Keep automated systems safe with SISs
12 March 2020
Automated Safety Instrumented Systems (SISs) can be used to prevent or mitigate hazardous events in a range of different situations.
Due to its modular structure, the Mitsubishi Electric SIL 2-certified MELSEC iQ-R PLC series can be paired with additional CPUs and power supply modules to ensure system redundancy. (Image: Mitsubishi Electric Europe B.V.)
By taking a process to a safe state when given conditions are breached, SISs can offer different levels of protection. Thus, it is important to know what Safety Integrity Level (SIL) your intended application needs to meet.
SILs measure the performance or dependability of systems featuring safety functions. According to the IEC (or EN) 61508 standards on “Functional safety of electrical/ electronic/ programmable electronic safety-related systems”, there are four SIL bands. The higher the SIL number, the higher the required protection is.
The SIL requirements of a given application can be determined in different ways. IEC 61508 describes both quantitative and qualitative methods to define which SIL is required. Common approaches include risk graphs or matrices, fault tree analysis, or layers of protection analysis.
As the SIL level increases, system costs and the overall system complexity tend to increase. Therefore, choosing to implement high SIL 3 and SIL 4 solutions is not always necessary and the lowest appropriate SIL for the application should be given consideration.
The design of the overall system architecture and redundancy at the device level are both factors that affect the SIL rating. A large majority of systems that require a SIL level to be applied rarely need certification above SIL 2. This, of course, will depend on the application and risk.
SISs need to be fault-tolerant
The most important aspect that SIL 2 SISs need to address is the uninterrupted control and regulation of relevant machinery – known as “equipment under control” – by a safety controller. This helps to avoid any risky downtime.
As a result, control systems must feature redundant CPUs and power supplies, redundant network communications infrastructures, and processing units.
In this way, in the case of equipment failure, the system can maintain its availability and continue to operate safely. For example, tunnel ventilation – as used in road or rail tunnels – must operate when called upon during static traffic conditions, or in emergencies.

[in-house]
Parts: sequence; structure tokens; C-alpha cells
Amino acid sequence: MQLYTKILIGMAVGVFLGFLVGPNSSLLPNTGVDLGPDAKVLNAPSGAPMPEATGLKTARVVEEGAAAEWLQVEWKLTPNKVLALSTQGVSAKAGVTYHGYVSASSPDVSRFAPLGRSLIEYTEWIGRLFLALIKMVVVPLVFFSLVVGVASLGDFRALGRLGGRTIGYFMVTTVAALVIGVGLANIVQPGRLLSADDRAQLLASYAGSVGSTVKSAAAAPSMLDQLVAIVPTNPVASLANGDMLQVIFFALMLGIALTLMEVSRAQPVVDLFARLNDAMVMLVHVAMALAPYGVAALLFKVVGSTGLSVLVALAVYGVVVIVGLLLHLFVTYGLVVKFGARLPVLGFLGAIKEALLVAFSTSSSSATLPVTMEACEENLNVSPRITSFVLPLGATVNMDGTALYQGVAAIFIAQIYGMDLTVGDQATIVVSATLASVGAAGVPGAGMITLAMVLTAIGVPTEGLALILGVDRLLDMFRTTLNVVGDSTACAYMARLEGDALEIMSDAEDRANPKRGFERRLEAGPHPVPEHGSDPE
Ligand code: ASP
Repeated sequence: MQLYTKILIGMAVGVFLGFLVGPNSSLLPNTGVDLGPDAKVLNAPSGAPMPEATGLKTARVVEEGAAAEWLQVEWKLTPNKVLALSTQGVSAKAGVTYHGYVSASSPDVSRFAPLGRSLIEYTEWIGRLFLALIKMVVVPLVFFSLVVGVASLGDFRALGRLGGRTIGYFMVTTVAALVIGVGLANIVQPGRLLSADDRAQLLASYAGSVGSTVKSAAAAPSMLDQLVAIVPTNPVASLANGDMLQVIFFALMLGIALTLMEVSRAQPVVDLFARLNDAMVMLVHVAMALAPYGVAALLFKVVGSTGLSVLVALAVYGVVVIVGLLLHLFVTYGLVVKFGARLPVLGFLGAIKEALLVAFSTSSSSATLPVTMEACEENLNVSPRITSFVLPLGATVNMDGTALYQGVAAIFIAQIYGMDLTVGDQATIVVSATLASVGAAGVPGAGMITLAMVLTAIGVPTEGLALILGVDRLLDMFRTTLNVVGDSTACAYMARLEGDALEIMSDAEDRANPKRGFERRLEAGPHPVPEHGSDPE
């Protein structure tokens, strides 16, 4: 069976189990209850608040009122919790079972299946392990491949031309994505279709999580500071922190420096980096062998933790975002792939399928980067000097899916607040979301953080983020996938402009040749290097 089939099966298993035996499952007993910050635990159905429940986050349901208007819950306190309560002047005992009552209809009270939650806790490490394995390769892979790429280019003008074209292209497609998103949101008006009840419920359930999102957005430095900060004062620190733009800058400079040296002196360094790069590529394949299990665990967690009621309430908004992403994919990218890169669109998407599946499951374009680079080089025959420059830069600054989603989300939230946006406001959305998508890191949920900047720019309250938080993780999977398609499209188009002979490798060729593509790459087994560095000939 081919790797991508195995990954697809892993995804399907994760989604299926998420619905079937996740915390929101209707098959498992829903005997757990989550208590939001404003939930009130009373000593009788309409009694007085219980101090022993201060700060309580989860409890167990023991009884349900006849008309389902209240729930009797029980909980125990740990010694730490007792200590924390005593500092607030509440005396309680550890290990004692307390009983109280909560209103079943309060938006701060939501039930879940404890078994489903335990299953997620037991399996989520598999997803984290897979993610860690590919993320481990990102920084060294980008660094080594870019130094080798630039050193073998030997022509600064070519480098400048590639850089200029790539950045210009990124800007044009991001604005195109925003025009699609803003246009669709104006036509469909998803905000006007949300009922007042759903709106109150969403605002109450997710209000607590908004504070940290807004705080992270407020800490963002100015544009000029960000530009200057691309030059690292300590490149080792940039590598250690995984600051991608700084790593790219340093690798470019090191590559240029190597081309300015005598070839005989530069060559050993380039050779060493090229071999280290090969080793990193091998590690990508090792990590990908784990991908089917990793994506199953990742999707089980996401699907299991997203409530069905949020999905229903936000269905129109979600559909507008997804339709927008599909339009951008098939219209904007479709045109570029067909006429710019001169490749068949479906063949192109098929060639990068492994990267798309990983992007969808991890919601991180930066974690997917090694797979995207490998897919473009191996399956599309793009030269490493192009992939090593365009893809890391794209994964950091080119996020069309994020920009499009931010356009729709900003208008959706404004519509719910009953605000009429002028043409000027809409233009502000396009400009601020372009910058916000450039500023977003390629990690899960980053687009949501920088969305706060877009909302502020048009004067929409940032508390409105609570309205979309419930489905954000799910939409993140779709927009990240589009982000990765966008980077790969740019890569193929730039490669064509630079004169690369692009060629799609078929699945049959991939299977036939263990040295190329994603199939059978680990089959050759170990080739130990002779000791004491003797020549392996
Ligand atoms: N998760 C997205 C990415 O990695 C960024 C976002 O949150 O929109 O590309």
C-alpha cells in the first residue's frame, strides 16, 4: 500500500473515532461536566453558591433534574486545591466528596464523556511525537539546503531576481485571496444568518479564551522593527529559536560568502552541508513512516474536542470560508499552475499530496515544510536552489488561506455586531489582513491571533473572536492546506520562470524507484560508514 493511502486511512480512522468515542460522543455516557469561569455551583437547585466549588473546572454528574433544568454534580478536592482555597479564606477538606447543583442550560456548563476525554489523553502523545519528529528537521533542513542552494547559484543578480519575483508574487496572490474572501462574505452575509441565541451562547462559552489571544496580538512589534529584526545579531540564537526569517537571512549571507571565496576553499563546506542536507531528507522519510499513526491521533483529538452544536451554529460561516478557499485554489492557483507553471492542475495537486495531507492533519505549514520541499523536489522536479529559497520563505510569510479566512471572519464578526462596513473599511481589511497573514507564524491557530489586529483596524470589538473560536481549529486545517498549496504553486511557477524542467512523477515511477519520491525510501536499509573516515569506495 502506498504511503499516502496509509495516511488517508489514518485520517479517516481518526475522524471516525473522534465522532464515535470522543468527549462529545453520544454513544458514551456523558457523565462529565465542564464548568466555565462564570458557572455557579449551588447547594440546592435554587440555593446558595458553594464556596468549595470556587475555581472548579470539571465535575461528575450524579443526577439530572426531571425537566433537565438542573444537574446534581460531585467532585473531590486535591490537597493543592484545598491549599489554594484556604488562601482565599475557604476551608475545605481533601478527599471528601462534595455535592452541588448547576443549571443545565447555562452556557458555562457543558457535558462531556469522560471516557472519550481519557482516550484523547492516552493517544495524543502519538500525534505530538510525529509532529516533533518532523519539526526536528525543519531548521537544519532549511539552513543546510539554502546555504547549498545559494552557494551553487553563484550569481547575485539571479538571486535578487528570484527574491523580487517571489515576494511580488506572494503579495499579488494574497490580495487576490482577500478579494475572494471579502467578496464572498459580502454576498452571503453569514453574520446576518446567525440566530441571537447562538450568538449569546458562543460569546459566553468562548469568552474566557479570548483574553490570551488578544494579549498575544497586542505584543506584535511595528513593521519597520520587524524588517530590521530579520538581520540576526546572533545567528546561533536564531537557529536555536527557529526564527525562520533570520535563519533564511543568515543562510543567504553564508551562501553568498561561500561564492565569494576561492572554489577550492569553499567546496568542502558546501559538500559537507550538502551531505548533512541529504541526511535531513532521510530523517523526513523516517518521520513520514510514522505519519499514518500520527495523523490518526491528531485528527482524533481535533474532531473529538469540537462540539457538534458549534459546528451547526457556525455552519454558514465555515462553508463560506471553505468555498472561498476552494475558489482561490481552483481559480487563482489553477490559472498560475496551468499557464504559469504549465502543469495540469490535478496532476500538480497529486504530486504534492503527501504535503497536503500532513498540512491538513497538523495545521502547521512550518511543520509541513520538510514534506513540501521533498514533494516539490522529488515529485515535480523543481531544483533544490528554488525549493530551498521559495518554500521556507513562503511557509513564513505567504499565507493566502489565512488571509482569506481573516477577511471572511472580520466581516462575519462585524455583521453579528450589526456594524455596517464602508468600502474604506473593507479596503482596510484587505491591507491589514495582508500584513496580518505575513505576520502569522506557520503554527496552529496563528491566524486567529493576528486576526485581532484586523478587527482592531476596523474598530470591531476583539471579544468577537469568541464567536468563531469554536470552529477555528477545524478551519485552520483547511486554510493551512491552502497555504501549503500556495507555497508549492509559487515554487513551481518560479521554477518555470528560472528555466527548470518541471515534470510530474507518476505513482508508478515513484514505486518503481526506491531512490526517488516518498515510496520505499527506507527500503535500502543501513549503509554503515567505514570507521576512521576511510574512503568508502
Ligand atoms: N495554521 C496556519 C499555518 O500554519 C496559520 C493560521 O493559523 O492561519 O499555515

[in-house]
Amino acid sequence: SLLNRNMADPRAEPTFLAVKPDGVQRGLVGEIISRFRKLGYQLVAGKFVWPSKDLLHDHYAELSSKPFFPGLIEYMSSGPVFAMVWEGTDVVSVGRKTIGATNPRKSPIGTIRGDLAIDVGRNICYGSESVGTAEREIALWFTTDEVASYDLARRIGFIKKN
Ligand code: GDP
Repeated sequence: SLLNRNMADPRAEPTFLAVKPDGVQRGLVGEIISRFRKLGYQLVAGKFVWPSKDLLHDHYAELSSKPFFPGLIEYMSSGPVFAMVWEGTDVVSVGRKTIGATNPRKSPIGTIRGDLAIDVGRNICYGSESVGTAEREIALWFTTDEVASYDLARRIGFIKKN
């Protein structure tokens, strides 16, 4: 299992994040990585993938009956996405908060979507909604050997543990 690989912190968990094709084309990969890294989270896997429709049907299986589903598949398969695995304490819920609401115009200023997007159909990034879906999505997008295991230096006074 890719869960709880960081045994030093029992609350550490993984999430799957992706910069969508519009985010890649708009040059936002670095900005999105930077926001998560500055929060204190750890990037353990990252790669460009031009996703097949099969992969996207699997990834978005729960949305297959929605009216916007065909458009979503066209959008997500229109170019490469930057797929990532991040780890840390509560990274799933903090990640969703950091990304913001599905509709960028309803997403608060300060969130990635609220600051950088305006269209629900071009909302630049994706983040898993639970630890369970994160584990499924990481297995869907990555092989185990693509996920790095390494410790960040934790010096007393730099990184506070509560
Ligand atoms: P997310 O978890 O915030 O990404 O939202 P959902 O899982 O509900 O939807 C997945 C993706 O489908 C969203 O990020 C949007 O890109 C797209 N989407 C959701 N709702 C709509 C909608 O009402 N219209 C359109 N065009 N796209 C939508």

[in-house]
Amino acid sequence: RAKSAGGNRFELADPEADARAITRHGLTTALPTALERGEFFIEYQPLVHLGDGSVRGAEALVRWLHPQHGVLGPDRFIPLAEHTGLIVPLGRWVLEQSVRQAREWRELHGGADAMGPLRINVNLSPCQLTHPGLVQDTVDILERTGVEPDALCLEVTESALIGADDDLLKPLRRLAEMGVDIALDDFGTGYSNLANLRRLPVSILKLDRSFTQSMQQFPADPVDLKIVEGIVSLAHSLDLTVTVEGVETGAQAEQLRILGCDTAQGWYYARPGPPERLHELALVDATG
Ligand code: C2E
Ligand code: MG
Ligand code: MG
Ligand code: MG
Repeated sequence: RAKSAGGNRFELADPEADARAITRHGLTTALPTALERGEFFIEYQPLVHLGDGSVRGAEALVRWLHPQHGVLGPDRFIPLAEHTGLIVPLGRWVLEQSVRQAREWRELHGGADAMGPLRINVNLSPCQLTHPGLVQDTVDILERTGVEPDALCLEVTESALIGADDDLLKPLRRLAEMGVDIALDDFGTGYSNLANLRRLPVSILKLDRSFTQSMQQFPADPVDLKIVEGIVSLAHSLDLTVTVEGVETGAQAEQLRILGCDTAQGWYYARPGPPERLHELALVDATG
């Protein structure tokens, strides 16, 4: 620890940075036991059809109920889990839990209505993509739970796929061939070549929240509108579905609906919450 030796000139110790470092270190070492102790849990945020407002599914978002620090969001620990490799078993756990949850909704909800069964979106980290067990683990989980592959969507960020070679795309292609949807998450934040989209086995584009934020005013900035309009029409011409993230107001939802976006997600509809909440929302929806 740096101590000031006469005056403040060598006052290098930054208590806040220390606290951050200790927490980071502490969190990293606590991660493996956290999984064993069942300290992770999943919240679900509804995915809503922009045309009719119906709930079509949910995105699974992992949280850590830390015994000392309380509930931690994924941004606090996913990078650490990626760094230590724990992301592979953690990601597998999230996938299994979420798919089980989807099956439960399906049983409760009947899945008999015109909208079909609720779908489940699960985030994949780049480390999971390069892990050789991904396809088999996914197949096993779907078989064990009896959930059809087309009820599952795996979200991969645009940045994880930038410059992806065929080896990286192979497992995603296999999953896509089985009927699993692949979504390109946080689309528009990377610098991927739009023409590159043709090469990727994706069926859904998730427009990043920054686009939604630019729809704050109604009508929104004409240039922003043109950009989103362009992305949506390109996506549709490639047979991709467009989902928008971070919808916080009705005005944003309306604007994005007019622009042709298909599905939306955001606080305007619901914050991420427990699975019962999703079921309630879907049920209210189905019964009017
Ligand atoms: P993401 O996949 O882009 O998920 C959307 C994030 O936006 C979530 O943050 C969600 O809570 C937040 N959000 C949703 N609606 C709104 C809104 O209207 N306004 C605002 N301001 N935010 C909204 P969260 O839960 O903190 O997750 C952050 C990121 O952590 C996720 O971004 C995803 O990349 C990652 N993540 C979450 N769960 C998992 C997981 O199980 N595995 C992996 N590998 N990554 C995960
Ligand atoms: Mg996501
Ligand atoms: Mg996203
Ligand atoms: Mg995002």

Redundant control systems provide high availability and instant switchover – essential to ensure continuous and safe operations. This can be achieved by a proprietary SIL compliant PLC platform, coupled with a fast and reliable redundant communications network.
Mitsubishi Electric’s latest SIL 2-certified solution, MELSEC iQ-R PLC series, for example, is characterised by a modular structure. Therefore, it can be easily paired with additional CPUs and power supply modules to ensure system redundancy.
In addition, redundant Ethernet communications can be set up to provide a single IP address for both control and standby systems.
By choosing Mitsubishi Electric’s PLCs for SIL 2 applications, users can also benefit from optimum system responsiveness, due to the high-speed CPUs.
Performance across the network can also be enhanced by using CC-Link IE network technology, which features network redundancy and 1 Gbit/s network speeds.
Optimal operational performance is also fundamental. Therefore, solutions that combine process control and process safety, such as the MELSEC iQ-R for SIL 2, are becoming increasingly popular.
These SISs regulate the proper running of Equipment Under Control (EUC) by collecting and processing relevant data in both normal and emergency conditions. Based on the results obtained, the process and safety controllers communicate with EUC to obtain pre-set safe conditions.
Furthermore, by selecting Mitsubishi Electric’s solutions, end users can slash their total cost of ownership (TCO).
The iQ-R PLC series Process Automation Controller (PAC) offers the same level of reliability and functionality typically offered by more costly Distributed Control Systems (DCS).
This is a clear example of how the world of equipment safety is continuously advancing, providing more reliable, available and flexible solutions, so staying up-to-date is essential to future-proof automation system integration practices.
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